“Bound in Before” uses dance in a new way

Written By Rosalie Anthony, Staff Writer

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First love is often an emotional subject. Thinking back to that time may bring up feelings of happiness, sadness or nostalgia. The dance theater show Bound in Before,” which ran the weekends of December 6-8, and 13-15 in the PNC Theatre of the Pittsburgh Playhouse, explores this idea with creativity and innovation. 

“It is unlike anything that I have done before, and I’m sure if you asked any of my cast mates, they would say the same thing and [it’s unlike] anything that the world has ever seen before,” Michaela Kuehni, a senior dance major and dance captain explained, “Just being able to dive into the character you’re given… even Mikey and Claire, you fall in love with them because you get to watch them grow up, literally, and then you get to grow up with them throughout 85 minutes… You get to live a life in 85 minutes and that’s really special.” 

Bound in Before was conceived and written by Point Park University’s Conservatory of Performing Arts (COPA) own, Kiesha Lalama and her son Jacob John White. It takes audiences into Mickey McWilliams and Claire Henderson’s love story, played by senior dance major Tyler Kerbel and senior dance major Ashley Green, respectively.

Starting from elementary school, growing into middle school, high school, and eventually adulthood, this show connects audiences of all ages and walks of life. According to Lalama, dance theatre is “storytelling. 

It’s all rooted in the storytelling, so I think that when you’re going to create art, I actually feel like the number one responsible thing we have to do is address our audience and lean into the audience, instead of asking them what they think it’s about by providing them with an experience when they hit the theatre,” Lalama said. 

 Steven Breese, dean of COPA and artistic director of the Pittsburgh Playhouse, introduced the show enthusiastically.  

“I want to reach mass audiences,” Lalama said. I want to make sure when they leave the theatre, they have some kind of fulfillment and that we provoke feeling and emotion inside them. I think starting, there needs to be something relatable.”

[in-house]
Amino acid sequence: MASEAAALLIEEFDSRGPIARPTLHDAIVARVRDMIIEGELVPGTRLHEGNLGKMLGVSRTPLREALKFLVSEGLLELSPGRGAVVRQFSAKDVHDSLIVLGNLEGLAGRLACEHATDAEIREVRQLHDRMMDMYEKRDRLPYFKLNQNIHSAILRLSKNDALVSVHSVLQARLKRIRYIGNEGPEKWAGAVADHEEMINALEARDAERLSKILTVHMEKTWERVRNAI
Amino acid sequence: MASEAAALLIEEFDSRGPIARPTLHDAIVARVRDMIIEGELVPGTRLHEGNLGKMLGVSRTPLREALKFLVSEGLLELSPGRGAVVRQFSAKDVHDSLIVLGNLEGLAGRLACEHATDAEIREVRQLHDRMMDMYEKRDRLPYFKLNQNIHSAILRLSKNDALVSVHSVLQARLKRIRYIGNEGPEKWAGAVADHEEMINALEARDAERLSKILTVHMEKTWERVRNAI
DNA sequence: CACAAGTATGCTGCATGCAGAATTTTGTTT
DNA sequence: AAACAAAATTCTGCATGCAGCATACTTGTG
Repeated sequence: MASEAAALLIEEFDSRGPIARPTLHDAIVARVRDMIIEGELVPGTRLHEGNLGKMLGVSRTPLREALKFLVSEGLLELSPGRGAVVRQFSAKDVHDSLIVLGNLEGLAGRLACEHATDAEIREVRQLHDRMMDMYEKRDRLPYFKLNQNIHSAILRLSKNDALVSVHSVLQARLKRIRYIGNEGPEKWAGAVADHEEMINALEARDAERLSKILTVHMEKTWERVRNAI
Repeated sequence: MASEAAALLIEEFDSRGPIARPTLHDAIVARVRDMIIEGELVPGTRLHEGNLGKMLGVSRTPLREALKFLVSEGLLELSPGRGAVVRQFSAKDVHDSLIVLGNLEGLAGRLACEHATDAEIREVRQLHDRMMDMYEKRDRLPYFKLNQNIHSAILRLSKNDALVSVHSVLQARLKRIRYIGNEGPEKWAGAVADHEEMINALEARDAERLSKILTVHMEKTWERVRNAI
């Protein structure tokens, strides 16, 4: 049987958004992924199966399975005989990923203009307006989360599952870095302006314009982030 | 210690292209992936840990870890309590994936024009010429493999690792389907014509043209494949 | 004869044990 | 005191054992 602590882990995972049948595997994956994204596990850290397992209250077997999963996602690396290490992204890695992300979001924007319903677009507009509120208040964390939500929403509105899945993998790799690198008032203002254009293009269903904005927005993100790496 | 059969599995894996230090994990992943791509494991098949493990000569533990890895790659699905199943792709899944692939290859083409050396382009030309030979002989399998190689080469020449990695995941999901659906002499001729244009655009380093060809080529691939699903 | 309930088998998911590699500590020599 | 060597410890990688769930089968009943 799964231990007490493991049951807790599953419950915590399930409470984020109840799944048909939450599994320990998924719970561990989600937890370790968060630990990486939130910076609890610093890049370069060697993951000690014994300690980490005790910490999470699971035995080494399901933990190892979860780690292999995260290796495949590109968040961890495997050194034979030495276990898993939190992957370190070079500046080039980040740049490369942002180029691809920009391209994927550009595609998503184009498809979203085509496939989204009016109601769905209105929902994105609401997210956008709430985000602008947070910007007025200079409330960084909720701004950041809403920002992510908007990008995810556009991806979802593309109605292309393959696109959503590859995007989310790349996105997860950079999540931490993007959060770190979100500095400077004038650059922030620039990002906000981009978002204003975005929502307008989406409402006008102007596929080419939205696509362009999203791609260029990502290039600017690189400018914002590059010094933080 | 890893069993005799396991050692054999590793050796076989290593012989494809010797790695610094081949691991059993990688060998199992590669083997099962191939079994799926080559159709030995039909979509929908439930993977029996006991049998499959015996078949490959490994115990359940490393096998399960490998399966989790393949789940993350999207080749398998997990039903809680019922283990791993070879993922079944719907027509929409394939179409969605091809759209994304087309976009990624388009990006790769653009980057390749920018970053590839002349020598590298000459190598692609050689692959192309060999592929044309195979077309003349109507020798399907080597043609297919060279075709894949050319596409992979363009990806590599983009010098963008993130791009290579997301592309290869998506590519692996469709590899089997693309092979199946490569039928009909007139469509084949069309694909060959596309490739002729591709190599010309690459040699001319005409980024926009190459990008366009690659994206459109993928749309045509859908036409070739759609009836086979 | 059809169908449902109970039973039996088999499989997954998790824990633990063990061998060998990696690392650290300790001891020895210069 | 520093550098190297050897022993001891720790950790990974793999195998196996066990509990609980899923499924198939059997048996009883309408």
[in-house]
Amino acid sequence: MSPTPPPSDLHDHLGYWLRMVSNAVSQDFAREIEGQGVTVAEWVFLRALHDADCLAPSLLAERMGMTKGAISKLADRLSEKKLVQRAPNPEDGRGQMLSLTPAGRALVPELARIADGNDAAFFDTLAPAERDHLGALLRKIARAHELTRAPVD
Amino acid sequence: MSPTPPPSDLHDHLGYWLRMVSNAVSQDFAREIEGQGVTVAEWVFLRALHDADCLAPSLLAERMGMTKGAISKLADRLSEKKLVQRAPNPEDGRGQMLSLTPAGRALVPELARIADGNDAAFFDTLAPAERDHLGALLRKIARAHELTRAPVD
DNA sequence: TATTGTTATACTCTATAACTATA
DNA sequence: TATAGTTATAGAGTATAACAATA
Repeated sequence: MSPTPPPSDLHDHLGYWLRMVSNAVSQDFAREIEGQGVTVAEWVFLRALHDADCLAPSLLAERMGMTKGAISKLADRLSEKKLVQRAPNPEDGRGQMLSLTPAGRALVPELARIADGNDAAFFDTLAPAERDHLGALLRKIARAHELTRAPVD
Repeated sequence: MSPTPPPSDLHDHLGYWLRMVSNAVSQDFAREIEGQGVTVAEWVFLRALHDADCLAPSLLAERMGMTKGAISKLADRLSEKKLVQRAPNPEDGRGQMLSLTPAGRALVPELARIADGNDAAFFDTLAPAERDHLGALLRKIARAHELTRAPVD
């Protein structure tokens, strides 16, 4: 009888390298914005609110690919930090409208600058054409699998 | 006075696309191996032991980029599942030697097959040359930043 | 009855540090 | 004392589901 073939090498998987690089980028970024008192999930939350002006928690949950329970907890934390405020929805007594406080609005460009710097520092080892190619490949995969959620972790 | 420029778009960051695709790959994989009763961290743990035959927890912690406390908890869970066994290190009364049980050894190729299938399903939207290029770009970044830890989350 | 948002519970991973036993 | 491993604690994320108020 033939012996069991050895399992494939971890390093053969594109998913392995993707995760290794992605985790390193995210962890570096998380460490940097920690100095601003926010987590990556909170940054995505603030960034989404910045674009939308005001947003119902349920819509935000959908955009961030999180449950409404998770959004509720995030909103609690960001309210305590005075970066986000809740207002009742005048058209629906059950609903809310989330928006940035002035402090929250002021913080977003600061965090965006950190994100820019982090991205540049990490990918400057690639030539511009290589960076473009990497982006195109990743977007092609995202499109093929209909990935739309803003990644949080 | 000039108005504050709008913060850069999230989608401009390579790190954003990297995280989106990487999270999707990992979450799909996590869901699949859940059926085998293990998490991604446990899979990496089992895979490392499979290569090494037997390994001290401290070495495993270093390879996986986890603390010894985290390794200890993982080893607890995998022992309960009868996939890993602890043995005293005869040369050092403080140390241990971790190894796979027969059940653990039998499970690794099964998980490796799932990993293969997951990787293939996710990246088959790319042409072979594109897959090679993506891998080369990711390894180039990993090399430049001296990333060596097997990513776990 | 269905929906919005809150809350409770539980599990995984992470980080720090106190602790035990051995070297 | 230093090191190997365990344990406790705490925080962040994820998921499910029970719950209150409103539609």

A major part of getting the story across was the dancers’ acting and facial expressions.  

“My favorite part is definitely the acting,” Matthew Saggiomo said, a sophomore dance major who plays one of the main characters, Kirk. “We don’t get a lot of opportunities like this to be so open and explore in ways I’ve never really been able to explore in dance, so that’s been a fun process and experience.” 

The music for the entire show was original and Point Park University students had an opportunity to audition and sing on the soundtrack.  

Jason Call, composer and lyricist, gave some insight about the recording. 

 “They all got time in the studio, which most of them had never been in a recording studio, because it’s a soundtrack we created, an hour and twenty-minute soundtrack,” Call said. I was so impressed by the students and they sound fantastic on all the songs. It made me proud of my songs, I love hearing my music come to life.”  

“The recording process was really exciting,” sophomore musical theatre major Taylor Olsen said. “Getting to be in a professional recording studio with two of my peers was so much fun and such an amazing experience to have during my training at Point Park.”  

Cast members also discussed scenes in the show that they found to be resonating. 

“I really love the Halloween scene, flashlight tag,” Jackson Gormley, a junior dance major, said. “I think it’s so fun and different for us to come out in these 80s-inspired costumes which will really resonate with our parents and other adults in the audience, but it’s also really cool to go into the flashlight tag and see all the scenic elements and the lighting.”  

“I would have to say prom [is my favorite part of the show],” junior dance major Allyse Kish said.Because it’s one of the only times in the show when we’re on stage together and it is very high energy and a lot of fun and just get to let go and have fun on stage.”